Off-the-beaten Kyoto (4) Cultural Landscape and Tea Experience in Wazuka, Kyoto

 

Cultural Landscape of Japanese green tea 

88th days from rishun 立春 (the beginning of spring) around 2nd of May is a symbolical in traditional japanese calender.

Uji in Kyoto and Shizuoka are the most popular tea production area in Japan.
Uji tea plantation and its livelihood was designated as one of the important cultural landscape by Agency for Cultural Affairs, Japanese Government .

In fact, Wazuka town, located in south-western Kyoto, produces around 50% of uji tea produced in Kyoto and tea produced in Uji city is much less than in Wazuka. 

Tea trees are everywhere around their housing in wazuka, as if their house is floating in the middle of the tea plantation, and wazuka is one of the 50 members for ”the most beautiful villages in Japan".
 
 
tea plantation scenery in Wazuka town.
 
tea plants in the left side is nursery
tea leaves can be picked 5 years after the transplantation, and can be harvested until 50 years old in general.
older tea plant is also grown in the less commercially produced areas generally in the mountains. some plants are above 300 years old.

shuraku (community) and tea factories


This vallage called Yubune湯船, and there are many tea factories to process tea leaves.
chimnnies can be seen on the top of their roofs,  and local residents are also unique to accommodate migrant labors working for their tea plantation. the labors are said to be from wakayama, where orange is main cash crop and temporary labors are working there in winter season and started to migrate tea plantation in spring time. 

 
 
 

About Green Tea

 
There are two types of tea; fermented or unfermented (woolong tea is semi-fermented).
black tea is fermented, and green tea is unfermented tea.
 
there are two production methods to make green tea; one is covered by yoshizu (marsh-reed screen), called "ooishita" and the otehr is uncovered "roji", or open cultivation.
 
 

Characteristics of ooishita (plantation covered by marsh reed screen) 

the merits of ooishita cultivation are as follows;
1. leaves are thick green colored
2. broader leaves
3. thinner leaves
4. smell and flavor become thicken
 
by covering tea leaves by the screen, the amount of sunlights is limited and therefore, photosynthesis capacity of the plants is enhanced; the leaves become thick colored and soft, and its smell and flavor will be strengthen.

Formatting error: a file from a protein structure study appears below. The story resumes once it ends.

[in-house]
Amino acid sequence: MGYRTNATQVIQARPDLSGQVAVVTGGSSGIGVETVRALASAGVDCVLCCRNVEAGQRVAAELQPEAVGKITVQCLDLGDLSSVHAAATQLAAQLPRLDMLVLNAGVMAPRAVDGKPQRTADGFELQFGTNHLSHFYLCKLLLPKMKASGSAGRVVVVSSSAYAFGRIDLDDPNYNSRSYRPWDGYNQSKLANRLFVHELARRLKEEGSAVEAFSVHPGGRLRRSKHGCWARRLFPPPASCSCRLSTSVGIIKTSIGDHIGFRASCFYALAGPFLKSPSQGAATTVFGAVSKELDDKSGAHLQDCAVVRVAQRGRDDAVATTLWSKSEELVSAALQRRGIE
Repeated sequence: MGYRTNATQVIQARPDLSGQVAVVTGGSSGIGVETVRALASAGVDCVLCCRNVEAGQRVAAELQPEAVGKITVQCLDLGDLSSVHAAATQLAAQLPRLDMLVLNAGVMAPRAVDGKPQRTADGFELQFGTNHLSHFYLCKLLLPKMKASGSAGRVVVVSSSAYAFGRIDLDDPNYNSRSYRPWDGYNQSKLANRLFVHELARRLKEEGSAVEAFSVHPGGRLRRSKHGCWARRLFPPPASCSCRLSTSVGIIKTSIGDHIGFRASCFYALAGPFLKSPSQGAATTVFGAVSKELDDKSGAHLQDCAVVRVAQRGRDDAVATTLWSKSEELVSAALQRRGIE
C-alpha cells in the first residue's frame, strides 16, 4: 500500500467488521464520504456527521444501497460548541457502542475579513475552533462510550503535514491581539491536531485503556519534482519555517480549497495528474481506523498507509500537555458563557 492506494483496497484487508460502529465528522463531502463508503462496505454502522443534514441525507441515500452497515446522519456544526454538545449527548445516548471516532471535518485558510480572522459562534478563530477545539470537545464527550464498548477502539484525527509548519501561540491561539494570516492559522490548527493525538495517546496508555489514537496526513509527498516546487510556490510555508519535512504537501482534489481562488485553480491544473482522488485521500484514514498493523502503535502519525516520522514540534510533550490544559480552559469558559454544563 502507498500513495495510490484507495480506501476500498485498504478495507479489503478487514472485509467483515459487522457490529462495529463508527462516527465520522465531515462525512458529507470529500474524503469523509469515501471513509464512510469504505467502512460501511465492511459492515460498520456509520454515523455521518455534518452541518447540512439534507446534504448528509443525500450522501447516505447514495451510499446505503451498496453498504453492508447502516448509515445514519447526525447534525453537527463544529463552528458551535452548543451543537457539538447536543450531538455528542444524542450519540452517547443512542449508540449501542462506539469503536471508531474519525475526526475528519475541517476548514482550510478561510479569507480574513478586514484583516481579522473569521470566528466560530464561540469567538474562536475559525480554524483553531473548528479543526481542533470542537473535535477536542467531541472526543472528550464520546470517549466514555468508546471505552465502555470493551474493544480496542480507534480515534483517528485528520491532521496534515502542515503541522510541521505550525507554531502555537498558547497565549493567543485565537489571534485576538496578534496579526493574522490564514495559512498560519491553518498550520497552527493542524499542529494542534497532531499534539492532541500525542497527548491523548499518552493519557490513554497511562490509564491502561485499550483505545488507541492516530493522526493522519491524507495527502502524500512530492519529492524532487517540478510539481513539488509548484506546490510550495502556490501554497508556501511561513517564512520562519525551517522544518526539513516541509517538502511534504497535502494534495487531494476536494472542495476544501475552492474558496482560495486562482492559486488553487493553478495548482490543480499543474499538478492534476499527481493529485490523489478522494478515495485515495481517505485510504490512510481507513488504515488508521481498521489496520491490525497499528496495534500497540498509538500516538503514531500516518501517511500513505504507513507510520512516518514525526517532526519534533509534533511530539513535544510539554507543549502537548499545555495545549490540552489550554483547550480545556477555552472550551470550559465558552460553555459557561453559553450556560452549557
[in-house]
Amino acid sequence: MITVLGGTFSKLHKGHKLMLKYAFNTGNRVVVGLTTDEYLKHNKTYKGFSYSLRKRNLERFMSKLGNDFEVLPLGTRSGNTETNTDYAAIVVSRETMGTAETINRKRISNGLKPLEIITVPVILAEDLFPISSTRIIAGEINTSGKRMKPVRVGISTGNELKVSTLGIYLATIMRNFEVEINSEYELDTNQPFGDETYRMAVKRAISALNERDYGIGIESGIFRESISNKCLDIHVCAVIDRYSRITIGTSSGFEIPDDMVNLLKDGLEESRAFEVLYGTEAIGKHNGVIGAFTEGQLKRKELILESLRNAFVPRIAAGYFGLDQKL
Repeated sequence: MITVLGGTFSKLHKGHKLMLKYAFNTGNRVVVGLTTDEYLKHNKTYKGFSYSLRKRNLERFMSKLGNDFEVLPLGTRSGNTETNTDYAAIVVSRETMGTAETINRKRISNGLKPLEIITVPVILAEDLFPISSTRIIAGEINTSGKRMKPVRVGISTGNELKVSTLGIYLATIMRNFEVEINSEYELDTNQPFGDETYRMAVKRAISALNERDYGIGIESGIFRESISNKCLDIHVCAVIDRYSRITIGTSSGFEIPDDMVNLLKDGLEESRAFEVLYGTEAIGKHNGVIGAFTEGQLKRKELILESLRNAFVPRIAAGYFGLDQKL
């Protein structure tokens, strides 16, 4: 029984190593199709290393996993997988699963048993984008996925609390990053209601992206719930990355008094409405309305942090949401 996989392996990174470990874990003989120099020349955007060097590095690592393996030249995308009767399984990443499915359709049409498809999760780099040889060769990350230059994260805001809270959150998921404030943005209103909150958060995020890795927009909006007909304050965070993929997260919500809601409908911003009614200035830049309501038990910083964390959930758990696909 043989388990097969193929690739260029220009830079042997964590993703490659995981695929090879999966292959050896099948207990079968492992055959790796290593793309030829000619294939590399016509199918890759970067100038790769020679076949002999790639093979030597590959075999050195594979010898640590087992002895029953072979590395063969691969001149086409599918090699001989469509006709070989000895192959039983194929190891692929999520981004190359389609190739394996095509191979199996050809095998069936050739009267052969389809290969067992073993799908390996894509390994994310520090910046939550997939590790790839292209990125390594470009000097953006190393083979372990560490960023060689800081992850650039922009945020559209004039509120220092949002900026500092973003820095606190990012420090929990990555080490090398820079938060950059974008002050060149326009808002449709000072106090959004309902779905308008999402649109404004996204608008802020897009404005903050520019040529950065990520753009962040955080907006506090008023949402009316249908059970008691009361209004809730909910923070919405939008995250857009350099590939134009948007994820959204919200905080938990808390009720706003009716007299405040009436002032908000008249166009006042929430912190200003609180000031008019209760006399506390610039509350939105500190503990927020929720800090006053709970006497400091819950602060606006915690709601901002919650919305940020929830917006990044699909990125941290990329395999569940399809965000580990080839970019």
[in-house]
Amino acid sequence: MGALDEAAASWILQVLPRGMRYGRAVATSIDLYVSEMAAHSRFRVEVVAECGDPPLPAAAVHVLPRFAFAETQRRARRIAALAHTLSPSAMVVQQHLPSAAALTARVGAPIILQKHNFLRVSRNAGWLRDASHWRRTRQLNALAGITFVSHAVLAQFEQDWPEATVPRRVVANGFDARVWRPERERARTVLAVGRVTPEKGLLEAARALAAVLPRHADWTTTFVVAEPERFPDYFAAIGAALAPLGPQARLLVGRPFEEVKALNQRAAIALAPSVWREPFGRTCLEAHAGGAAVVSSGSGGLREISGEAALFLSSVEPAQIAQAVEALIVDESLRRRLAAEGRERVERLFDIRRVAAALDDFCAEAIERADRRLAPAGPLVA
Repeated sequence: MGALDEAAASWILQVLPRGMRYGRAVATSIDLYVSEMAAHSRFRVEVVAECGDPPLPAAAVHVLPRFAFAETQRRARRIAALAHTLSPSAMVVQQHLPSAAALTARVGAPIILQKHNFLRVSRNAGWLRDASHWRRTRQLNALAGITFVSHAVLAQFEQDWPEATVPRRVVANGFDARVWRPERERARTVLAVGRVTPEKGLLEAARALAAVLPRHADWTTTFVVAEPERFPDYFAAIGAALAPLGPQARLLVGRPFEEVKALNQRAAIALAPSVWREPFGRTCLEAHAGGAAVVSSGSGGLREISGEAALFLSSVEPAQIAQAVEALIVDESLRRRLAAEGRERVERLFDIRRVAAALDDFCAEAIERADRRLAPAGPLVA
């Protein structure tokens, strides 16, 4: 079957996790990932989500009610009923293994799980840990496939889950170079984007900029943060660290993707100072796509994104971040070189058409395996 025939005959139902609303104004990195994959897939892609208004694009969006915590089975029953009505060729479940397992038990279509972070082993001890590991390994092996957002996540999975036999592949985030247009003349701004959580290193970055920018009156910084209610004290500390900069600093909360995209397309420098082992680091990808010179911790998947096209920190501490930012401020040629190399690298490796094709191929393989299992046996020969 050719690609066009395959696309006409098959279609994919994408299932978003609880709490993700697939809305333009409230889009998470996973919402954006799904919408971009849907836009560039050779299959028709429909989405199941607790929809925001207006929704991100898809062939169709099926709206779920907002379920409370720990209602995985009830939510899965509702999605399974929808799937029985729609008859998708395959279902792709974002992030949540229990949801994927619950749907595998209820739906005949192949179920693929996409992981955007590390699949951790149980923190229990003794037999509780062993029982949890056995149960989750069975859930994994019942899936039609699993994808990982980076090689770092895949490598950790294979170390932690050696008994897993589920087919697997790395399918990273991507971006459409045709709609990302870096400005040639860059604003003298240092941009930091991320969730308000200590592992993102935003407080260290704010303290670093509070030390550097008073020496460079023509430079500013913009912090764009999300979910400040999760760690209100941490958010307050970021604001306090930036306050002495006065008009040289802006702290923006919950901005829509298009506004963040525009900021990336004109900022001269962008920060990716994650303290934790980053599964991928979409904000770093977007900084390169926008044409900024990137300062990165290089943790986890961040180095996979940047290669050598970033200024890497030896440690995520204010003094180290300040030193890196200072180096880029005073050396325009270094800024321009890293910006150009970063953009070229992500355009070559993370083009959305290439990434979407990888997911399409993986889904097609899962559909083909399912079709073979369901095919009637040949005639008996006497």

Left: ooishita, covered by black screen for 3 days.  Right: open cultivation
 
tea produced by ooishita cultivation is called "Gyokuro玉露" or "Tencha碾茶", which can be sold at a higher price compared to outdoor cultivated tea, called "Sencha"煎茶.
 
 
ooishita cultivation
● Ten cha:this tea leaf is used for processing match tea powder, and it is getting well-sold nowadays. after dried in brick oven, chop dried leaf and packed.
 
●  Matcha :  ground tencha leaf
 
●  Gyokuro : after boiled, tea leaves are rolled, and become thinner like needle.
 
露天栽培

●  Sencha : same process as gyokuro, but tea leaves for sencha are not covered and tea leaves for gyokuro are covered.


sun-block screen for ooishita cultivation
 

Processing Green Tea

In 88 days after the spring, around 2nd May, is a season for tea picking.
It starts in the early morning generally under the gentle sunlight.
 
"Isshin Sanyo 一芯三葉" means one stem and three leaves.
this is the criteria to pick up tea leaves perfectly for tea pickers, usually ladies working as temporal labors in the tea farms.
 
Nowadays, most tea leaves are harvested by machinery, but hand picking is also undertaken especially for making high valued tea products and for contest tea called shuppin cha .
 
after steamed tea leaves, cooled down and rolled by hands on japanese traditional paper called "washi 和紙" coated by persimmon tannin, kakishibu 柿渋. 
 
 
burned charcoal under the board, tea leaves are warmed. 
and 4 hours later...
leaves become thinner and thinner like pine-needles...

 

 



Tea Experience

 
●Tenku cafe (sky roof cafe)
Waduka cha cafe offer rental tea cafe at the great location with panoramic view of tea fields.
http://wazukanko.com/experience/
 
 
Written by Satoyama Library
further stories of off-the-beaten track in Japan

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